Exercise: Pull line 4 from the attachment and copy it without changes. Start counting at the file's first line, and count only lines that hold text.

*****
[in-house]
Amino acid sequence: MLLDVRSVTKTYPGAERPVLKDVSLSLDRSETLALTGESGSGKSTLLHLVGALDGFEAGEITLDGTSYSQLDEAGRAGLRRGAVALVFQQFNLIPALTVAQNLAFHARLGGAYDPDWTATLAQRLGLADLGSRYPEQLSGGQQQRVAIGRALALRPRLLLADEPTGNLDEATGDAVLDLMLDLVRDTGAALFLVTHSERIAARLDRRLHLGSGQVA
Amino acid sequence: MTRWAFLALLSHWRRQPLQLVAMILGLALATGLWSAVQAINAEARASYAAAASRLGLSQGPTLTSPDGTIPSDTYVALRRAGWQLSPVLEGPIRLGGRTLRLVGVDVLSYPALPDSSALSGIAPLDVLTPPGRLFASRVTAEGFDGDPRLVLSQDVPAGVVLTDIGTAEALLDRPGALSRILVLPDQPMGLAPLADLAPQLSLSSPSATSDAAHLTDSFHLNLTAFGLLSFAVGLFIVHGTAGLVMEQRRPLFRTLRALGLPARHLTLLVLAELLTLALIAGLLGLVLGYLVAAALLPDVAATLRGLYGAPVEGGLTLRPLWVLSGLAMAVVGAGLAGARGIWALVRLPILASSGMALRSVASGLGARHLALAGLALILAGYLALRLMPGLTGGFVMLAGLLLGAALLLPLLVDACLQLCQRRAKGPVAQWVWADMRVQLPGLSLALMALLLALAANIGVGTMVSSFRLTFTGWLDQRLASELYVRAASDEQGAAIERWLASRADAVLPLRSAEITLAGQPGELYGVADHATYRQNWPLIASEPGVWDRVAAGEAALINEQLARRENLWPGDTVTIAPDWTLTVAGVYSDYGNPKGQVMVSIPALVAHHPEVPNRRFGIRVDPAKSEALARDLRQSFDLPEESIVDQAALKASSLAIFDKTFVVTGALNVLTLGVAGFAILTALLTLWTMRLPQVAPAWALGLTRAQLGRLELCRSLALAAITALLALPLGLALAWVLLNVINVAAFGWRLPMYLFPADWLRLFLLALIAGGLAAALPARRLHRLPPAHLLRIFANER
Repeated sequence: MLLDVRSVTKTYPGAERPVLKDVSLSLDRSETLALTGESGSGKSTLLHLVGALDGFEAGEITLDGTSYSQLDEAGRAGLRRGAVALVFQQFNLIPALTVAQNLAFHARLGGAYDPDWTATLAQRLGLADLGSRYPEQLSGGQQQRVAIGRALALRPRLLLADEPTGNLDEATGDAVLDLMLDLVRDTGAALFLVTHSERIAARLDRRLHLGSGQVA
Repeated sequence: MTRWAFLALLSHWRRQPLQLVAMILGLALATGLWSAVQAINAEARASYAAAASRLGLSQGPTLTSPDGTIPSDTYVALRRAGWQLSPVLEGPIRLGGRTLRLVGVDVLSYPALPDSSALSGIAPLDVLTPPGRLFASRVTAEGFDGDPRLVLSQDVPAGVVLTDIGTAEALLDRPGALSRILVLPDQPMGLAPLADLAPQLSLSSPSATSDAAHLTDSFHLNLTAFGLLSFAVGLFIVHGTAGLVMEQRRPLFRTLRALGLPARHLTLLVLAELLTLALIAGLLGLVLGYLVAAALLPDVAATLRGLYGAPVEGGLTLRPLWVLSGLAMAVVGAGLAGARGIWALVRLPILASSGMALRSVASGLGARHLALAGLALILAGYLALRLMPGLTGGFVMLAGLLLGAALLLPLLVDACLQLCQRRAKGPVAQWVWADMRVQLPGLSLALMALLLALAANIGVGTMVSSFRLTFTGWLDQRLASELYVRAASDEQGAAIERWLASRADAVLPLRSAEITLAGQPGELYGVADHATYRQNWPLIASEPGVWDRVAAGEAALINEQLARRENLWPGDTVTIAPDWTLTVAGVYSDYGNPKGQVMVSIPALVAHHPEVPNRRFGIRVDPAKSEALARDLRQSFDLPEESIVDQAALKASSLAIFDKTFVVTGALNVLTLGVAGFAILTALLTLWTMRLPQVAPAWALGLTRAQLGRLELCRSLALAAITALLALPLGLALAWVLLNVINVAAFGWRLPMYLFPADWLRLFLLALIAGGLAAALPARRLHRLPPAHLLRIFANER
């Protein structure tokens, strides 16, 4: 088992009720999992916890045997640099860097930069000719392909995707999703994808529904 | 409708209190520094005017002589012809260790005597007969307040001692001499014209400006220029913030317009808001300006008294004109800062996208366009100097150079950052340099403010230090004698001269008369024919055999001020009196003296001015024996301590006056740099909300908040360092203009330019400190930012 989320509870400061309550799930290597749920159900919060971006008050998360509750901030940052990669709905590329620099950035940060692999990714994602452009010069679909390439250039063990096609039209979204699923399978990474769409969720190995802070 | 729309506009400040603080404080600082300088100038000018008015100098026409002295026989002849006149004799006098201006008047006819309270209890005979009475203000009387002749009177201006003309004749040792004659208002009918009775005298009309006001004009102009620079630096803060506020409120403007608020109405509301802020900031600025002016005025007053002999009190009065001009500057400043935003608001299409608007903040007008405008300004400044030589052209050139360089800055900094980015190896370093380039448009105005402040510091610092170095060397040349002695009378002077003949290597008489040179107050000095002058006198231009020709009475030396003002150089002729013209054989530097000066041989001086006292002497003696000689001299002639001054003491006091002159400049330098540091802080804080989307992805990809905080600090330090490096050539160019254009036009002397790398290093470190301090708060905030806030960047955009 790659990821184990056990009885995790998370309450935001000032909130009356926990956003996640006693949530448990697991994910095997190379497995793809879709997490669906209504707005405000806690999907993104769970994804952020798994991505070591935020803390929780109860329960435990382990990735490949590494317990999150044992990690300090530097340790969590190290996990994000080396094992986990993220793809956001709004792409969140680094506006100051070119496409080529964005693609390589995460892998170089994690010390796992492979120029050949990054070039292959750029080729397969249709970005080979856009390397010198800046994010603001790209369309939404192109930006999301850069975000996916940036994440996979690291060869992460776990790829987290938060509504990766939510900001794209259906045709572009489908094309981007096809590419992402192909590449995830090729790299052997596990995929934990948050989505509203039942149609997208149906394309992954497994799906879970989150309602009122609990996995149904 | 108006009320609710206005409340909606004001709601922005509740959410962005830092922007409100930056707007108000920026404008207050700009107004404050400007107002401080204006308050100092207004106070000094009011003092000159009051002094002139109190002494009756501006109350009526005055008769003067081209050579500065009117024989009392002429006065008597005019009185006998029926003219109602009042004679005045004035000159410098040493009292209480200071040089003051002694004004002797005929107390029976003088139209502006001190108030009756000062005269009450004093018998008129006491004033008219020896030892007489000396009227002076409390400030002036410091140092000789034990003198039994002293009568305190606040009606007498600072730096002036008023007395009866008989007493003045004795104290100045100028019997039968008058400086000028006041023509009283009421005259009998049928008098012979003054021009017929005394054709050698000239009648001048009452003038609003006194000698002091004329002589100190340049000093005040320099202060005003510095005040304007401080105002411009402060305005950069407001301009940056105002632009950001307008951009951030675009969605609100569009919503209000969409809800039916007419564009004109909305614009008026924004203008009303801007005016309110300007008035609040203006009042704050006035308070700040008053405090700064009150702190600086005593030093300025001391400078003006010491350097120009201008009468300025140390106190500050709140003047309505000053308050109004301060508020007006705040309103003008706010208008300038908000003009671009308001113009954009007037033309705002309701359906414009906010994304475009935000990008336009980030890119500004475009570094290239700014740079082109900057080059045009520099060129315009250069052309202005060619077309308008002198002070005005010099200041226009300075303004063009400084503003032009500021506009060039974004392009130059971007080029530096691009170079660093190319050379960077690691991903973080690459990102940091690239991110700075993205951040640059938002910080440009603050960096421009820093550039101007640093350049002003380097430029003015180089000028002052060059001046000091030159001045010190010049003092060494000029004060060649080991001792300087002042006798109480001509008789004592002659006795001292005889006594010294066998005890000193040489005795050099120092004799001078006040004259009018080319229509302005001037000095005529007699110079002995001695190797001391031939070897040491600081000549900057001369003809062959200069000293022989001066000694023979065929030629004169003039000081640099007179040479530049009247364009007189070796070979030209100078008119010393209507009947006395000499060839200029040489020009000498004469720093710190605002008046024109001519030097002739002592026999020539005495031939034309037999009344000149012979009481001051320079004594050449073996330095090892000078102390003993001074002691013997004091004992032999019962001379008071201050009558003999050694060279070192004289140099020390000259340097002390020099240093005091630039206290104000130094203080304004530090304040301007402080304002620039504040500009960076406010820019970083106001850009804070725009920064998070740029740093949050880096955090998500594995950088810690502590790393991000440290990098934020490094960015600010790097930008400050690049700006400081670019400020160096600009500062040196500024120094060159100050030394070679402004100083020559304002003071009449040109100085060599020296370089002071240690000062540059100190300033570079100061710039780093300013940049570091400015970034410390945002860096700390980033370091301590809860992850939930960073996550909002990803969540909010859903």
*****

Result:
Repeated sequence: MLLDVRSVTKTYPGAERPVLKDVSLSLDRSETLALTGESGSGKSTLLHLVGALDGFEAGEITLDGTSYSQLDEAGRAGLRRGAVALVFQQFNLIPALTVAQNLAFHARLGGAYDPDWTATLAQRLGLADLGSRYPEQLSGGQQQRVAIGRALALRPRLLLADEPTGNLDEATGDAVLDLMLDLVRDTGAALFLVTHSERIAARLDRRLHLGSGQVA